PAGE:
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Tuesday, 19 August 2003
Page: 18831


Mr NEVILLE (3:17 PM) —My question is addressed to the acting Minister for Industry, Tourism and Resources. Would the minister advise the House what the government is doing to support the growth of the mining sector in central Queensland, the production of which is exported through the port of Gladstone in my electorate of Hinkler? Is the minister aware of any threats to this sector? What impacts would these threats have upon the communities of this region and, indeed, upon the community of Gladstone?


Mr Latham —Mr Speaker, I rise on a point of order. An identical question—asking about threats to the mining industry—was asked last week. I rather suspect that the minister is going to give exactly the same answer, wasting the time of the House. I raise the point of order, under the standing orders, that a question that has already been answered cannot be revived.


The SPEAKER —There are a number of occasions on which questions that are similar—



The SPEAKER —Does the member for Batman actually think he has a role to interrupt the Speaker when I am trying to deal with the member for Werriwa's point of order? I point out to the member for Werriwa that there are lots of occasions on which the occupier of the chair would dearly love to rule questions out of order on the grounds that they were similar to questions asked earlier. I think the entire House would be facilitated if the standing order remained as it is. I allowed the question to stand and called the Minister for Small Business and Tourism, representing the Minister for Industry, Tourism and Resources. I will look to the Hansard to see if the question is identical; but, unless it is identical, I do not believe the member for Werriwa would want me to rule it out.


Mr HOCKEY (Minister for Small Business and Tourism) —Thank you very much, Mr Speaker, and thank you to the member for Hinkler for asking me a question about his electorate, and about mining in his electorate, of which the member for Hinkler, along with many people on this side of the House, is a great defender. In the central region of Queensland, which covers Gladstone, Rockhampton and Mackay, in the member for Dawson's electorate, there are more than 25,000 Australians employed in the mining industry. That represents over 22 per cent of all jobs in the region. In that region of central Queensland alone, mining represents over $7,000 million in income per annum—so it is a huge industry.

Comalco are, as I understand it, now building a $1.3 billion refinery near Gladstone in the member for Hinkler's electorate, and that refinery represents 250 jobs and contributes to employment in 350 businesses. They have already spent $300 million there. Overall, one in four jobs in central Queensland relies on the mining sector, and that is why the member for Hinkler asked me, `What are the threats to the mining industry?' There is no greater threat to the mining industry in central Queensland than the Australian Labor Party. The Australian Labor Party has decided to impose on the Australian mining industry a half a billion dollar tax slug to pay for its university policy. That is a new tax slug on mine workers—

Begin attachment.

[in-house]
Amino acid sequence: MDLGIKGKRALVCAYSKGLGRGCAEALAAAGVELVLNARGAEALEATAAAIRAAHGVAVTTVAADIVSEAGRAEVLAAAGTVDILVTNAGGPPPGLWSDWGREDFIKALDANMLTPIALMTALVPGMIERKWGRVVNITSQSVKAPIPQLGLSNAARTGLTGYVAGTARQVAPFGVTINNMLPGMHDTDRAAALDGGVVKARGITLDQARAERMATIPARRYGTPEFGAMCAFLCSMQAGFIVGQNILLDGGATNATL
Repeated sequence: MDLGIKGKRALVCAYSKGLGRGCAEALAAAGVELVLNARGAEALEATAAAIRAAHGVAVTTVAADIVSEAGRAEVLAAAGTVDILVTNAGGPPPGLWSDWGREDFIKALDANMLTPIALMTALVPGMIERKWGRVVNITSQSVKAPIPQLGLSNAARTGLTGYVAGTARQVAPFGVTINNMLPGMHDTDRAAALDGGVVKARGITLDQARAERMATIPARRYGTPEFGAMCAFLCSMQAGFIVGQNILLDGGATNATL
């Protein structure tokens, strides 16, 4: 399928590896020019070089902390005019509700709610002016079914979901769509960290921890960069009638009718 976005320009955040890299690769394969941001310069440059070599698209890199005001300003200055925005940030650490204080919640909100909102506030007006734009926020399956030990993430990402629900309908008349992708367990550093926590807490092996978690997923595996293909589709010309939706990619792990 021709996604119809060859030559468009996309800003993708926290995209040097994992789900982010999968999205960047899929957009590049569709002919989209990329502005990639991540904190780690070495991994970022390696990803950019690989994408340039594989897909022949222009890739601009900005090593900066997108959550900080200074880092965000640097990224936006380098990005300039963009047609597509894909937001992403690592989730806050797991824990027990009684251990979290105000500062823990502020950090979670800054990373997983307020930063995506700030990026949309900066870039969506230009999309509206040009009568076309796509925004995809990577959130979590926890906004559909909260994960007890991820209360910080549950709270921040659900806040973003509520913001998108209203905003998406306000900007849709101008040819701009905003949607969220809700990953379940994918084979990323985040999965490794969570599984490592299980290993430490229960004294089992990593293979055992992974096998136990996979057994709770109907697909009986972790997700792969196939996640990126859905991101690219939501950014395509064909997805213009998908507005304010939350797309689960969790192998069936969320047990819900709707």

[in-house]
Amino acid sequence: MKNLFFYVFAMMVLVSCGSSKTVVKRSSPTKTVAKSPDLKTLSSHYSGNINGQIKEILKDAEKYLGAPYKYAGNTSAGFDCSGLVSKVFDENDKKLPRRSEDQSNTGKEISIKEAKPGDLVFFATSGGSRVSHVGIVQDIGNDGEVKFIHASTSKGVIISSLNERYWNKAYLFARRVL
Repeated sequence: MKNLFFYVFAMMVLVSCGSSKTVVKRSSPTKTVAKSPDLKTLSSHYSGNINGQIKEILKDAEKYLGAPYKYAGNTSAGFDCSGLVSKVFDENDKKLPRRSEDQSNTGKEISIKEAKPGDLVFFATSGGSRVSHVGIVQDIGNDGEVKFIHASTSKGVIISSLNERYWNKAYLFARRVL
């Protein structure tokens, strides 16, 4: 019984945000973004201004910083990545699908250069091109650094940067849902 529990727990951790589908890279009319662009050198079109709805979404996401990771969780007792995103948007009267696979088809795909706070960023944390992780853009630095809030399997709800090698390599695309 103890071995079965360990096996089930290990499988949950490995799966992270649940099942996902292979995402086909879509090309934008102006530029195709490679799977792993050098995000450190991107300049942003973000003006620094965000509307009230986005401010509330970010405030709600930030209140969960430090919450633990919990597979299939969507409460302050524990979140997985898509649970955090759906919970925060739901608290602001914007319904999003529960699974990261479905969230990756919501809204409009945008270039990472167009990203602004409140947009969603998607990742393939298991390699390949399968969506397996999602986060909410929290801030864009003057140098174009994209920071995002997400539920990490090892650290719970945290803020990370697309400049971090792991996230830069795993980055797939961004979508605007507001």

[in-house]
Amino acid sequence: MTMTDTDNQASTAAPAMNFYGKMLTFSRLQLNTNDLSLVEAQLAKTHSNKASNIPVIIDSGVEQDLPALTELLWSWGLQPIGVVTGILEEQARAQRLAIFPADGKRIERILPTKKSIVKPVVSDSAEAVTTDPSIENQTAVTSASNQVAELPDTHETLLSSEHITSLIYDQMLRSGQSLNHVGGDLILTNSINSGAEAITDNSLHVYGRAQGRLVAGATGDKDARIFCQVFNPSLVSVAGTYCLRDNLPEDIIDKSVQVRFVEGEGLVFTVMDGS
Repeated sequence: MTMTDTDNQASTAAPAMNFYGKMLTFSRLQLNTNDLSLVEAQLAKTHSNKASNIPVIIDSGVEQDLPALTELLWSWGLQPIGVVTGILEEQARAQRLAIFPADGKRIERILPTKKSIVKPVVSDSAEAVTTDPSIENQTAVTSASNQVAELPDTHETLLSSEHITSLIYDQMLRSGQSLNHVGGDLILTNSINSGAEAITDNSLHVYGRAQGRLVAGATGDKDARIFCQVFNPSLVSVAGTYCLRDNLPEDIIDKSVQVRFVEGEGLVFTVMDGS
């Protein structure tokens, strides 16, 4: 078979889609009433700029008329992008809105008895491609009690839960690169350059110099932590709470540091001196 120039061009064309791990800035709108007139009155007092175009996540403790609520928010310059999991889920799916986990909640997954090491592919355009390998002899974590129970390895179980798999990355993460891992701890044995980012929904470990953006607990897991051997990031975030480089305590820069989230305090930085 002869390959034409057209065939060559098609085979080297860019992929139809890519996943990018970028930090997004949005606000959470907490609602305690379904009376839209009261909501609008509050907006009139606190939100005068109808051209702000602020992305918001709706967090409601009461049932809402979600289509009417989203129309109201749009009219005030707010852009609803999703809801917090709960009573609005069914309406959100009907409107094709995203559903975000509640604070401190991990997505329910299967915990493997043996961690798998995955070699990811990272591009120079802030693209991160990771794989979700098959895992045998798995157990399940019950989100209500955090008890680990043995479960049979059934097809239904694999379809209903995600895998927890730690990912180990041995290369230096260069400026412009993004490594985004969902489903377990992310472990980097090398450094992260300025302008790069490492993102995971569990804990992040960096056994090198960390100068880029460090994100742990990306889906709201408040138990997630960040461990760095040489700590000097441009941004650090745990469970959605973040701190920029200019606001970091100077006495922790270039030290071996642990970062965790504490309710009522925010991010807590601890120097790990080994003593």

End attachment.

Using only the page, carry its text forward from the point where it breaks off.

Mr Snowdon —Mr Speaker, I rise on a point of order. I was going to draw your attention to standing order 58 and the activities of the minister who was standing in the hallways.


The SPEAKER —The Minister for Small Business and Tourism has the call.


Mr HOCKEY —The Australian Labor Party want to impose on the Australian mining industry a half a billion dollar tax slug to pay for their university policy. I want to know what the member for Capricornia is going to say to the people in her electorate, to the businesses at Moranbah, Dysart and Collinsville, when they have to pay the workers over there—the honest workers, the coal workers and miners—who are going to have to pay for the university fees of people studying law and medicine. What is she going to say to the workers in her electorate who will have to pay for some landmark university courses such as golf course management, surfboard riding, aromatherapy—


Mr Latham —Mr Speaker, I rise on a point of order. The question clearly did not ask the minister to give any assessment of what another member—in this case the member for Capricornia—may or may not say on any particular issue. The question asked the minister to talk about this industry and threats, not to talk about, or to speculate on, what another member of parliament may or may not say to their constituency.


The SPEAKER —The minister was asked a question about the mining industry in Central Queensland, about threats to the industry and about impacts on the industry. The minister is in order, but I will follow closely his answer.


Mr HOCKEY —I want to know what members of the Labor Party and the people who are right behind the university policy of the Labor Party, such as the member for Capricornia, are going to say to the miners who now have to pay an extra half a billion dollars for the Labor Party's universities policy. Who is defending the workers in the mines such as Peak Downs mine, Norwich Park mine, German Creek mine or South Walker Creek mine? We know it is not the shadow minister for resources because the member for Hunter is not even defending the miners in the Hunter, let alone defending the miners anywhere else in Australia. The Labor Party are the biggest threat to the workers in mines right around Australia. With a half a billion dollar tax slug, they ought to start apologising before the next election.



The SPEAKER —I warn the member for Sturt!